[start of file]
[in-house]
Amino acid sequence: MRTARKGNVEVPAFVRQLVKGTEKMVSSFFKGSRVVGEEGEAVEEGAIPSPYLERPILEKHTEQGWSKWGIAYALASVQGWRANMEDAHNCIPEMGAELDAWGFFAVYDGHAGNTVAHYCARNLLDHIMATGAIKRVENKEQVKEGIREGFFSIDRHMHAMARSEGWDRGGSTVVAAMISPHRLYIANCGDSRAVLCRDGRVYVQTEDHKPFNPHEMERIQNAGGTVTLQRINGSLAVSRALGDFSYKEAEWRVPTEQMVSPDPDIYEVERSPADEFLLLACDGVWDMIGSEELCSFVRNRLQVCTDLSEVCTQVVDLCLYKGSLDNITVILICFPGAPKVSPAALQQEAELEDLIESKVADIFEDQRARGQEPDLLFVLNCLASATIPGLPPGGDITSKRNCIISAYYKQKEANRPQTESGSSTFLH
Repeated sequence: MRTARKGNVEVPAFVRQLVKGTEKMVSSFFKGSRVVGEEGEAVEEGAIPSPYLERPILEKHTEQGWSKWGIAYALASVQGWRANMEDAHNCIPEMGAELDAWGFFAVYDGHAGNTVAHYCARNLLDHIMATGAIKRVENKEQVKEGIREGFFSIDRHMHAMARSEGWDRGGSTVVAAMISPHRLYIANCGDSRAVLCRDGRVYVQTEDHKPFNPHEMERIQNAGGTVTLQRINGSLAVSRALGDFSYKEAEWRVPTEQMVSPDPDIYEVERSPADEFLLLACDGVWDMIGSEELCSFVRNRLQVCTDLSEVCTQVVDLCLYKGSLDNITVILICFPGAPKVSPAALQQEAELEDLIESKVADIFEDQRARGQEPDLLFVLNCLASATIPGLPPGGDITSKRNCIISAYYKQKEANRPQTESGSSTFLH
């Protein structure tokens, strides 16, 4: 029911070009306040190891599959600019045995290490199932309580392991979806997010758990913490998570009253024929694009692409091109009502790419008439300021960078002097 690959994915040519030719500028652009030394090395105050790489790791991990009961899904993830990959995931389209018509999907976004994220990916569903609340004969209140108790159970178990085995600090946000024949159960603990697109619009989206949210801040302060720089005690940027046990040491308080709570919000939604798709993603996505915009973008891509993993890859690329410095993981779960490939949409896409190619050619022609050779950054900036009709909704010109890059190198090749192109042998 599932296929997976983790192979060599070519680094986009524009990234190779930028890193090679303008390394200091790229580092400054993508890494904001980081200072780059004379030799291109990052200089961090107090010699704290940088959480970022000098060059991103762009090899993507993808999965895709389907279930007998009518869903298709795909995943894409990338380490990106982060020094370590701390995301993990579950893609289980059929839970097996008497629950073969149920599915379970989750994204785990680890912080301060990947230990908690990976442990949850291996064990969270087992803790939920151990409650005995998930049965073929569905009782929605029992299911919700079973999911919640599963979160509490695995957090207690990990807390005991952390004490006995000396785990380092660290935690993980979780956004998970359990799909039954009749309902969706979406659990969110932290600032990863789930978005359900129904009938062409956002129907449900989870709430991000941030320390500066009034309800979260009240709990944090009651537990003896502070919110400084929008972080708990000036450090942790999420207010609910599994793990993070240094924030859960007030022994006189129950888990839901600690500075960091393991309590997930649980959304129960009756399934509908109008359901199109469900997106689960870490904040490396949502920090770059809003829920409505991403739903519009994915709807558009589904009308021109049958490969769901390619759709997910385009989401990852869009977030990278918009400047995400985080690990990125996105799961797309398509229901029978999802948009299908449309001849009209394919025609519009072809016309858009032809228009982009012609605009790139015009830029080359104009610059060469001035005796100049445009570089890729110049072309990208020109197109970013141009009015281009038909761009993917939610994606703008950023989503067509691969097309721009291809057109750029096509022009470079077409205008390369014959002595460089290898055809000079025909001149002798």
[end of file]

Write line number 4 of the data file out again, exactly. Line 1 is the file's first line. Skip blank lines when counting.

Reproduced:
């Protein structure tokens, strides 16, 4: 029911070009306040190891599959600019045995290490199932309580392991979806997010758990913490998570009253024929694009692409091109009502790419008439300021960078002097 690959994915040519030719500028652009030394090395105050790489790791991990009961899904993830990959995931389209018509999907976004994220990916569903609340004969209140108790159970178990085995600090946000024949159960603990697109619009989206949210801040302060720089005690940027046990040491308080709570919000939604798709993603996505915009973008891509993993890859690329410095993981779960490939949409896409190619050619022609050779950054900036009709909704010109890059190198090749192109042998 599932296929997976983790192979060599070519680094986009524009990234190779930028890193090679303008390394200091790229580092400054993508890494904001980081200072780059004379030799291109990052200089961090107090010699704290940088959480970022000098060059991103762009090899993507993808999965895709389907279930007998009518869903298709795909995943894409990338380490990106982060020094370590701390995301993990579950893609289980059929839970097996008497629950073969149920599915379970989750994204785990680890912080301060990947230990908690990976442990949850291996064990969270087992803790939920151990409650005995998930049965073929569905009782929605029992299911919700079973999911919640599963979160509490695995957090207690990990807390005991952390004490006995000396785990380092660290935690993980979780956004998970359990799909039954009749309902969706979406659990969110932290600032990863789930978005359900129904009938062409956002129907449900989870709430991000941030320390500066009034309800979260009240709990944090009651537990003896502070919110400084929008972080708990000036450090942790999420207010609910599994793990993070240094924030859960007030022994006189129950888990839901600690500075960091393991309590997930649980959304129960009756399934509908109008359901199109469900997106689960870490904040490396949502920090770059809003829920409505991403739903519009994915709807558009589904009308021109049958490969769901390619759709997910385009989401990852869009977030990278918009400047995400985080690990990125996105799961797309398509229901029978999802948009299908449309001849009209394919025609519009072809016309858009032809228009982009012609605009790139015009830029080359104009610059060469001035005796100049445009570089890729110049072309990208020109197109970013141009009015281009038909761009993917939610994606703008950023989503067509691969097309721009291809057109750029096509022009470079077409205008390369014959002595460089290898055809000079025909001149002798």